The Telegraph
Since 1st March, 1999
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In a class of her own, with kids

She’s a teacher with a passion for education. But her love of learning has taken Sudeshna Sinha to levels of achievement not necessarily her own. It’s the youngsters that the 41-year-old inspires to new heights. Her proudest achievement to date is Aashirvad Vidyalaya, a Hindi-medium school for around 182 underprivileged kids aged between eight and 16 years.

Mainly children of immigrant workers from UP, Bihar and Rajasthan, the youngsters land up at the Bowbazar campus of St Joseph’s College after being forsaken by normal schools. Aashirvad becomes their “second shot at a better life”, where education is “not tedium but a source of knowledge, as it should be”, stresses the founder of Aashirvad.

The co-director of the Bowbazar school started an hour-and-a-half long project in 1994 at the insistence of the Christian Brothers of India. They ran St Joseph’s College and St George’s School, where she was working at the time. But the kids were so enthusiastic that she had to convert it into a full-fledged institution within six months.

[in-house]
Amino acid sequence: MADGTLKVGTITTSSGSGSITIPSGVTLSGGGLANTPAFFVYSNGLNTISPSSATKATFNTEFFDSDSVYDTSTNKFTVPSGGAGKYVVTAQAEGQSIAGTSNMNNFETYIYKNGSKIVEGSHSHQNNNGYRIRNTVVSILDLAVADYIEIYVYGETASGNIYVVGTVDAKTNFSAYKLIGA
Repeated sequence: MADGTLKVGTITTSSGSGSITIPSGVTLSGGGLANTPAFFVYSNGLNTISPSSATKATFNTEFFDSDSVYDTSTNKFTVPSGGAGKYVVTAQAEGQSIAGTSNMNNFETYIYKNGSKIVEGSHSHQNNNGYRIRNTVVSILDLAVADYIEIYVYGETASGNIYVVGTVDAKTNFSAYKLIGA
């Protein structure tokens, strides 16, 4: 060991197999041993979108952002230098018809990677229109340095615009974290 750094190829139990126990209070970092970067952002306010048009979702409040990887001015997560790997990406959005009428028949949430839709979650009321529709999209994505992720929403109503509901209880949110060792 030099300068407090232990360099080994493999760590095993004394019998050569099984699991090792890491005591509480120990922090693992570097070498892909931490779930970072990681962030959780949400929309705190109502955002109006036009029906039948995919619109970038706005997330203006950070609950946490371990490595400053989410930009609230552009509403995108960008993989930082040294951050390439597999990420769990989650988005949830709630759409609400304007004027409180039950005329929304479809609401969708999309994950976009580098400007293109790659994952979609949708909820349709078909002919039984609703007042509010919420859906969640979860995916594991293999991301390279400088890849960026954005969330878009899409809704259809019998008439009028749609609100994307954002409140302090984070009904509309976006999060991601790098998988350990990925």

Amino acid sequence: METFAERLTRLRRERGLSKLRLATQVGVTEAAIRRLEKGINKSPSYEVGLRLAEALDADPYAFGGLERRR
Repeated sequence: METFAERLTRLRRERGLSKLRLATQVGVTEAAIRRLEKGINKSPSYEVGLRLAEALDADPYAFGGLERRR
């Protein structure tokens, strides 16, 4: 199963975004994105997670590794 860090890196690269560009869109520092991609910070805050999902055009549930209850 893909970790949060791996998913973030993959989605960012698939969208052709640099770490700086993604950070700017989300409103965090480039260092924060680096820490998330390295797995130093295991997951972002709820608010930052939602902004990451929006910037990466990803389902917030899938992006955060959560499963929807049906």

“The curriculum is developed as we go along, to suit the needs of the children, and to make the exercise interesting for them,” Sinha explains. For three hours every afternoon, after a midday meal, the kids learn science, maths, language and social studies, but with a twist.

So, personal health and hygiene and first-aid is taught as a part of science. Interviewing local freedom-fighters and relating their own poverty-stricken lives to that of Dr Ambedkar is at the heart of the social studies class. Language-learning involves reading storybooks and writing poetry, often composing music to go with the words. After Class VIII, the kids are given the choice of taking the National Open School board exams, “which most of them do”.

It is their regard for innovation and imagination that attracted the secretary of the Sishu Siksha Kendra programme, the panchayat and rural development’s undertaking to promote middle-school education in the rural areas, to Aashirvad, with a view to using it as a model.

A remedial teacher by training, Sinha’s profession involves working with problem children. After a B.Sc in psychology from Gokhale College, she left for training at the then Spastics Society of India, in Mumbai. After returning to Calcutta, she worked with the society and Reach, a school for special children, before joining St George’s in 1992. The rest as they say, is history.

Sinha is a tele-counsellor with the NGO Serve and has been conducting teacher-orientation programmes in schools. She also helps out with the primary education project of Swanirvar, an NGO started by her husband in North 24-Parganas. “It’s all in a day’s work,” she smiles.

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